Finally, after about an hour or so, the road started to level out and we began to see signs of civilization again.  Eventually, we emerged onto some pavement.  Yes, I saw a street sign, it WAS still state road 814 but we also found out it was called Campbell Mountain Road. We eventually hit another real, honest-to-goodness, highway, with pavement and stores and gas stations.  It was salvation.
 Siri kept plugging away with myriad directions and eventually got us to … the same highway we would have taken if we had gone our “normal” route. I stuck to it like glue the rest of the way home.
Okay, I guess she didn’t intentionally try to kill me.
But then again, she’s smarter than all of us and has the entire internet at her disposal.  Consider this: I did some simple searches for this highway for this post and I found the following warning in some directions to a nearby campground (The phrase I boldfaced below particularly caught my attention):
“WARNING: Please use the directions we have provided below for safe and pleasant driving. If you choose to use another source for your directions, please be wary if they include Route 814; this winding, gravel mountain road is not for the faint of heart. DO NOT take 814 if you have a camper or RV.”
Sound advice.
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Thomas Fenske is a writer living in North Carolina.  Check out his books at http://thefensk.com
All pictures borrowed from Google Maps in the interest of public safety.
Yes, he’ll probably go try to find Campbell Mountain road again sometime.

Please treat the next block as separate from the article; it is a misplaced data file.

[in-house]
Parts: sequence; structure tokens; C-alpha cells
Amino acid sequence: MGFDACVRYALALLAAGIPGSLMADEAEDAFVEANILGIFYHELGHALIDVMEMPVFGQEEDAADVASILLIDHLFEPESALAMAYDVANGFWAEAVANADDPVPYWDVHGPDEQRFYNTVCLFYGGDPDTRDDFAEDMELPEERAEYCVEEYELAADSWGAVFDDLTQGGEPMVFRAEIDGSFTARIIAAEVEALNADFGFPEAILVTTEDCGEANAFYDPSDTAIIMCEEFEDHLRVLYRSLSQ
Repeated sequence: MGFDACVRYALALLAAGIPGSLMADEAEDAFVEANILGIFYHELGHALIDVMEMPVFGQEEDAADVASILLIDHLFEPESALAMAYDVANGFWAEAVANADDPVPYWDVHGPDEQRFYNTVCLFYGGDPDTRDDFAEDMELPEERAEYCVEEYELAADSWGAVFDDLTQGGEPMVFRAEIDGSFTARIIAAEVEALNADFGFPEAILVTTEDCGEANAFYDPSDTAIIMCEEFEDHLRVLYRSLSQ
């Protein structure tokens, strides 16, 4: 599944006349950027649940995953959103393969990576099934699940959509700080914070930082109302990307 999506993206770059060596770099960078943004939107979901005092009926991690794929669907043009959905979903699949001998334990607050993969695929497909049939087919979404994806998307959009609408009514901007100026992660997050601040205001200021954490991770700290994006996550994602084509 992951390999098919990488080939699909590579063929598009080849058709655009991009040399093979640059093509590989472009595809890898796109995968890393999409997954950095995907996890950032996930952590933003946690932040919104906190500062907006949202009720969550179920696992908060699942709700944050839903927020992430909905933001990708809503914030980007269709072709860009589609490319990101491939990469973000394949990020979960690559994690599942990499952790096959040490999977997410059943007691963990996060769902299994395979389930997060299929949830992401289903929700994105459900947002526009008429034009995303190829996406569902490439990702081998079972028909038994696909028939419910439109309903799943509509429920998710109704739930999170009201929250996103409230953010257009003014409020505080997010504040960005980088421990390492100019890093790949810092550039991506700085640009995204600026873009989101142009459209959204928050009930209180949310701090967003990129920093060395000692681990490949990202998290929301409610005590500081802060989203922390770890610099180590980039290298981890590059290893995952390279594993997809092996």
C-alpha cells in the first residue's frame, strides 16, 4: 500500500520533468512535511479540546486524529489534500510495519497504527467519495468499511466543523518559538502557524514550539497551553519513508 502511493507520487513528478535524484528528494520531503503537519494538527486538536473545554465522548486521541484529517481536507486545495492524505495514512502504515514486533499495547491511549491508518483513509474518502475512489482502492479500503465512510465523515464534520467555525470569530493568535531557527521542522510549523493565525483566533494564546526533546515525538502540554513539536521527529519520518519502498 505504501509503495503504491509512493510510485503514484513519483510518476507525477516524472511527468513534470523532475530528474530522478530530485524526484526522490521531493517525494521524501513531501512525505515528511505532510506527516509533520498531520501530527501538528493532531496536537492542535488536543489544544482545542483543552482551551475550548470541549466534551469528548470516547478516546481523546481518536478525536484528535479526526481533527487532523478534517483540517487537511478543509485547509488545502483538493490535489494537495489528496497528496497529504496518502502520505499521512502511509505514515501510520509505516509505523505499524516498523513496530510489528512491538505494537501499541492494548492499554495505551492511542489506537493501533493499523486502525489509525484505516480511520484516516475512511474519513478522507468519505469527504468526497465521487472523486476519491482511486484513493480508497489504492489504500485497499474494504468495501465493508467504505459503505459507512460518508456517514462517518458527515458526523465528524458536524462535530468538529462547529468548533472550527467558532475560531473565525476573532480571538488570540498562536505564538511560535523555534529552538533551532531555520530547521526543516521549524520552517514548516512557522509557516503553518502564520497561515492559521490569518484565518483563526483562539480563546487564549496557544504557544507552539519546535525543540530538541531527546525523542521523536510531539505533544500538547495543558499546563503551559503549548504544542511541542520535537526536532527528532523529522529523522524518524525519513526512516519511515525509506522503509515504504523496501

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Steeling My Heart

Pound for pound, my favorite Christmas gift this year was my Baking Steel. That pound for pound comment was a joke. It is heavy.

Most people have heard of a pizza stone. The Baking Steel serves the same purpose, only much better. Think of it as a pizza stone on steroids.

I’ll tell you this: even my most mediocre attempts with it have been better than any pizza I’ve ever made at home. The crust is phenomenal.

baking-steelIt is basically a slab of steel, just like the name implies. You preheat it for about an hour. You assemble your pie, and using your pizza peel you launch it onto the hot steel. About 5-6 minutes later you retrieve it and … mama mia!

I’ve watched this company grow from their facebook postings over the last several years. I couldn’t take it anymore. “This is what I want.” The flat HEAVY present under the tree was no secret.

They make griddles too, although you could use the basic product as a griddle for something like pancakes. Just nothing with too much grease.

Check them out at http://www.bakingsteel.com

I know it is expensive but your grandchildren will thank you for leaving them this awesome heirloom. It will last that long.

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Thomas Fenske is a writer living in North Carolina. Hmmm, how about pizza tonight?

Check out my books: http://thefensk.com

Reflections: 15 Years On

columbia1Fifteen years ago today, I was driving south on US 29 in southern Virginia when I spied a bright light moving across the sky.  There were no blinking lights associated with, just a smooth steady motion, very bright, across the sky from West to East.